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By Annelies Pauwels and Maarten van Alstein Polarisation comes in different forms. An important distinction can be made between ideological and affective polarisation. Ideological (or issue-based) polarisation refers to the sharpening of opinions, positions or believes on a specific issue within a group of like-minded people. The group moves from moderate towards more extreme views on the…

By Conor Rees Online extremist activity is not a new phenomenon. Terrorist and Violent Extremist (TVE) use of the Internet has been increasingly well researched since the turn of the millennium. This development of knowledge has led to improved understandings of why TVE’s use the Internet for reasons including recruitment, spreading propaganda, and fundraising (Weiman,…

This article summarizes a recent study published in the Journal of Crime and Justice. By Brenna Helm, Ryan Scrivens, Thomas J. Holt, Steven M. Chermak, and Richard Frank The online presence of incels, or involuntary celibates, has been an increasing security concern for researchers, practitioners, and policymakers in recent years, given that self-identified incels –…

By Scott DeJong When it comes to understanding the Freedom Convoy and right-wing extremism, play offers a unique entry point. A week into the Freedom Convoy, a new symbol for the occupation graced social media: a bouncy castle. The children’s play feature, at first, seems off-kilter for a movement whose arrival in Ottawa began with…

By Merlyna Lim and Brandon Rigato Weeks after the so-called “freedom convoy” protests ended, a familiar quietness has returned to the streets of downtown Ottawa. No more sounds of blaring horns and people partying into the wee hours. The only remaining visible traces are abandoned trucks in impound yards and barriers on streets. But these too will…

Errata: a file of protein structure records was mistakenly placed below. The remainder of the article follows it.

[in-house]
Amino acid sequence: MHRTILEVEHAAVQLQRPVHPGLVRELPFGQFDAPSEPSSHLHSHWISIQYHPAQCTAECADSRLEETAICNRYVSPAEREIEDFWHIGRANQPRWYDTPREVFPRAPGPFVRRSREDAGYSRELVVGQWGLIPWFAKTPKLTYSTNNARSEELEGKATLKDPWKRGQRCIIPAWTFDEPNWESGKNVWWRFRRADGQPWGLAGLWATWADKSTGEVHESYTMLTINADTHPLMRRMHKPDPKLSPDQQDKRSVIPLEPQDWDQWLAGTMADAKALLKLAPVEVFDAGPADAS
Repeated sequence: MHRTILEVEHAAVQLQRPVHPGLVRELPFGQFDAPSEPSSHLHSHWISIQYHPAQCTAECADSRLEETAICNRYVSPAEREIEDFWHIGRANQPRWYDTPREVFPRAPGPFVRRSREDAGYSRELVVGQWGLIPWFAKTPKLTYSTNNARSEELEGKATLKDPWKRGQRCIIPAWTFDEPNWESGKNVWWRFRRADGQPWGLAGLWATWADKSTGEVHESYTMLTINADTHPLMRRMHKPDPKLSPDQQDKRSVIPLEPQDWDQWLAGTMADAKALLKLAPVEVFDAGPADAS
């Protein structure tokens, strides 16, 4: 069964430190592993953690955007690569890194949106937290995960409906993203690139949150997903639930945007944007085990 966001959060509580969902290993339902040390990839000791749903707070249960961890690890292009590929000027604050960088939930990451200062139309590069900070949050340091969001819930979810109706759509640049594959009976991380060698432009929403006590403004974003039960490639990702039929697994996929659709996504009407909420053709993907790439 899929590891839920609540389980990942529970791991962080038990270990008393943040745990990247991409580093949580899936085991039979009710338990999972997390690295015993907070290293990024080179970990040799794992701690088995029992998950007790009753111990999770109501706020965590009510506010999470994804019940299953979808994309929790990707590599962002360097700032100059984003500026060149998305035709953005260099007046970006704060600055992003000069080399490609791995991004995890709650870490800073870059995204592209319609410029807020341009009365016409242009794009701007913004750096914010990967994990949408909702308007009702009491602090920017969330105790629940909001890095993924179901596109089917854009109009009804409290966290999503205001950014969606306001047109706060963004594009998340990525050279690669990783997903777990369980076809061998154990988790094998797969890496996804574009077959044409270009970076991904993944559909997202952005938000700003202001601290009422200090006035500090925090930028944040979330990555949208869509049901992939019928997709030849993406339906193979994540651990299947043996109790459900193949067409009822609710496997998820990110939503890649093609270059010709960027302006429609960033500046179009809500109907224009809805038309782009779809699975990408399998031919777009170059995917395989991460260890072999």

This article summarizes a recent study published in Criminal Justice Policy Review. By Ryan Scrivens, Thomas W. Wojciechowski, Joshua D. Freilich, Steven M. Chermak, and Richard Frank There is an ongoing need for researchers, practitioners, and policymakers to detect and assess online posting behaviors of violent extremists prior to their engagement in violence offline, but…

By Ninian Frenguelli On Saturday, 14 May, 2022 an armed shooter entered a supermarket in Buffalo, New York, USA and shot and killed 10 people, wounding three more. The shooter live streamed the attack via the gaming-centric Twitch streaming service and left a manifesto to explain his beliefs. The 18-year-old attacker, Payton Gendron, wrote in…

By Eric Heinze Elon Musk is the planet’s number one billionaire. If anyone can turn cyberspace into a heaven – or hell – of free speech “absolutism” via a US$44 billion (£35 billion) Twitter takeover, then surely he’s the man. Right? When free-market elephants like Musk or Jeff Bezos (who bought the Washington Post in 2013) take charge…

This Blog post is the final—the first is HERE, the second HERE, and the third HERE—in a four-part series of article summaries from the EU H2020-funded BRaVE project’s  First Monday Special Issue exploring societal resilience to online polarisation and extremism. Read the full article HERE [Ed.].  By Vivian Gerrand While algorithmic design is one critical component of supporting prosocial resilience to online…

This Blog post is the third—the first is HERE and the second HERE—in a four-part series of article summaries from the EU H2020-funded BRaVE project’s  First Monday Special Issue exploring societal resilience to online polarization and extremism. Read the full article HERE [Ed.]. By Amy-Louise Watkin and Maura Conway Discussions already underway amongst not just…